• Skip also brought up the Home Movie Registry, a sort of union catalog of amateur films. I think it would be amazing to contribute to that work, and I’m sure other archivist and librarians ears perked up at the words “union catalog”…

After the meeting with Skip and Chelcie, I wandered around in downtown Raleigh for a bit, which led to checking out this cool city farm:

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Then, I drove to Durham to grab dinner with a friend (and eat amazing hush puppies at Watts Grocery):

Processed with VSCOcam with f2 presetAfter devouring tasty food, I hit the highway heading west towards Davidson.

Overall, I enjoyed the experience of liveblogging (and reflective blogging, like this entry) – while it made for a bit of a chaotic conference day, having my thoughts and takeaways recorded as they’re happening made for much fuller notes than usual (much more food for thought!). My Day of DH might have been more “typical” if it had been recorded on this Monday or Wednesday instead of this Tuesday, but the changeability of my role is not only something I greatly enjoy, but something that I think is typical of many of us who work in Digital Humanities/ Studies/ Liberal Arts.

Incidentally, I completely forgot to mention it in my other updates, but during the plenary luncheon/ business meeting at SNCA yesterday, I was elected as Member at Large! I’m very excited to get more involved with SNCA and have a chance to meet more archivists within the state – if yesterday’s mini conference was anything to go by, the membership is comprised of some very friendly and funny folks.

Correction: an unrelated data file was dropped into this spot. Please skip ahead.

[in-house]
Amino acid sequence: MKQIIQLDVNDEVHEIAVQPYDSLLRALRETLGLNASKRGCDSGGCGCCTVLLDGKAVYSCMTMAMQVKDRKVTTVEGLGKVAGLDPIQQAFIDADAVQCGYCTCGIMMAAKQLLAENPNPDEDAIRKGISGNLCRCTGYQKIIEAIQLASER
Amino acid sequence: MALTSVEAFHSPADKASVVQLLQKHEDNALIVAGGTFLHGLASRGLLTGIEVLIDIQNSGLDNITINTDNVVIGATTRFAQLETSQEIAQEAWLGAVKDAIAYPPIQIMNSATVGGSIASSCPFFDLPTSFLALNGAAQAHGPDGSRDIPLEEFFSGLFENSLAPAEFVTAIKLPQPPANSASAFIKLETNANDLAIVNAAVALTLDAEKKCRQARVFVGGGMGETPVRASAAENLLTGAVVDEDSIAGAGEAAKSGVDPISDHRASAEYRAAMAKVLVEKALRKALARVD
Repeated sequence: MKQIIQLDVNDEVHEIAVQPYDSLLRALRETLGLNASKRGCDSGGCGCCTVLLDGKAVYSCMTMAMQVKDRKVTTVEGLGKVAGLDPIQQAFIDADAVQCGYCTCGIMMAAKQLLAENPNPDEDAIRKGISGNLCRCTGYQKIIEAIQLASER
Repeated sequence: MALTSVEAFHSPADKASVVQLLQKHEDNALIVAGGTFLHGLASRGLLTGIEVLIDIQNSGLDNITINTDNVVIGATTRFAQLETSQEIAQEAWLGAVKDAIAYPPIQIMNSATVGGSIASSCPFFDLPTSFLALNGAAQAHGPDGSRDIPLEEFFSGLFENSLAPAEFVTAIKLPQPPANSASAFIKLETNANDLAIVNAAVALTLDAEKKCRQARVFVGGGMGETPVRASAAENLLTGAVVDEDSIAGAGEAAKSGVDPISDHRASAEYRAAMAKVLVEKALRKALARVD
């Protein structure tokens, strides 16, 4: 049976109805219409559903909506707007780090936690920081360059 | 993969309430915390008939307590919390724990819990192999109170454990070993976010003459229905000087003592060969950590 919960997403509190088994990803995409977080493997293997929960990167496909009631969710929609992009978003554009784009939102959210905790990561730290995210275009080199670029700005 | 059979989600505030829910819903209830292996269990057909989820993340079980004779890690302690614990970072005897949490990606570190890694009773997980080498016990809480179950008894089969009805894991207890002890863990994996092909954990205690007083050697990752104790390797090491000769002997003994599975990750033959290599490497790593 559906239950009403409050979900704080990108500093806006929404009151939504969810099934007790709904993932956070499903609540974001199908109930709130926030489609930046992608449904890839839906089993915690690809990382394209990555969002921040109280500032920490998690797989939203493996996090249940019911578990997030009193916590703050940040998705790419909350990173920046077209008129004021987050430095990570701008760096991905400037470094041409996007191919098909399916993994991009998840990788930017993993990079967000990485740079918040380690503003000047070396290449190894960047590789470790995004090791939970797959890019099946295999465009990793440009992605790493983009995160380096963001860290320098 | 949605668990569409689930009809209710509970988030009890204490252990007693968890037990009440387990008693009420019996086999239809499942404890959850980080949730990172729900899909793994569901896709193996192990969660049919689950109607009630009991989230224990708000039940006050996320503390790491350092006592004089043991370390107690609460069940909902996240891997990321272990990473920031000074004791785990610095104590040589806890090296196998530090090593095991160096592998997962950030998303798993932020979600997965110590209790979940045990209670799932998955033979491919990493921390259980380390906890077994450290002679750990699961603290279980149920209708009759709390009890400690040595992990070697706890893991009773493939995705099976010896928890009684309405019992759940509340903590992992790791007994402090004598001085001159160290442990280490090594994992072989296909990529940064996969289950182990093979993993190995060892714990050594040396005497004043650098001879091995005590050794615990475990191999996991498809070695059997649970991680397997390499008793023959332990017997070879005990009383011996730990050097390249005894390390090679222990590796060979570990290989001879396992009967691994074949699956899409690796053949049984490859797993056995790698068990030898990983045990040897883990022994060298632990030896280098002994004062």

What I didn’t learn in grad school

The speaker at SNCA’s annual meeting plenary luncheon was Sarah E. Koonts, the Director of the North Carolina Division of Archives and Records. One of the main issues touched on was archival advocacy, a skill that, as Koots mentioned, most of us didn’t learn in graduate school. As a recent grad (May 2013), I certainly didn’t learn exactly how to “do” advocacy. So, a few resources for how to figure that out:

  • Library Advocacy Unshushed: Values, Evidence, and Actions – an edX MOOC from the University of Toronto. The course is just about to end, and although I signed up for it at the start, I haven’t had much of a chance to check out the materials yet (so many tasks!). However, the little bit I’ve been able to glean has been interesting, and I love the idea of a MOOC focused on a topic that definitely didn’t receive it’s full due in my own graduate education.
  • The Society of American Archivists’ Committee on Advocacy and Public Policy (CAPP). I just heard about CAPP from a comment from Erin Lawrimore during the plenary luncheon. I haven’t had much of a chance to check this out yet, but definitely a good way to get involved and learn more about how to advocate (and to get out there and actually DO some advocating).
  • Professional organization involvement – as touched on with SAA & CAPP, getting involved with a group of others in the profession is a great way to get new ideas, and to enact ones you have. I just got an email from Zach Coble about signing up for Editor-at-Large shifts for dh+lib. I served as an Editor-at-Large for the Fall 2013 term, and I thought it was an amazing way to keep up with news and projects from across DH and library/ archival fields.
  • Blogging! This is my first Day of DH, and also my first experience with live-blogging (boy have I live-tweeted, though). Like many archivists, librarians, and other DH-ers, blogging is something I do somewhat regularly on a professional basis, for Davidson’s Archives & Special Collections blog. Koonts mentioned the This Day in North Carolina blog during her talk, and it seems like a really great outreach effort. Other resources I’m going to look at for ideas and inspirations: NARA’s Citizen Archivist Dashboard (also mentioned by Koonts), and the blogroll of NC archival blogs on SNCA’s website.

Right now I’m sitting in the afternoon student lightning round session, listening to Samantha Crisp describe implementing LibGuides for manuscripts collections at UNC-Chapel Hill’s Louis Round Wilson Special Collections Library. As Davidson thinks about ways to make our finding aids (and collections in general) more findable, LibGuides might be an interesting option to experiment with… and speaking of advocacy and outreach, Patrick Dollar’s lightning talk was on “Public Relations and the Archives at UNC-Chapel Hill.” Here is one of his closing slides, with some great conclusions: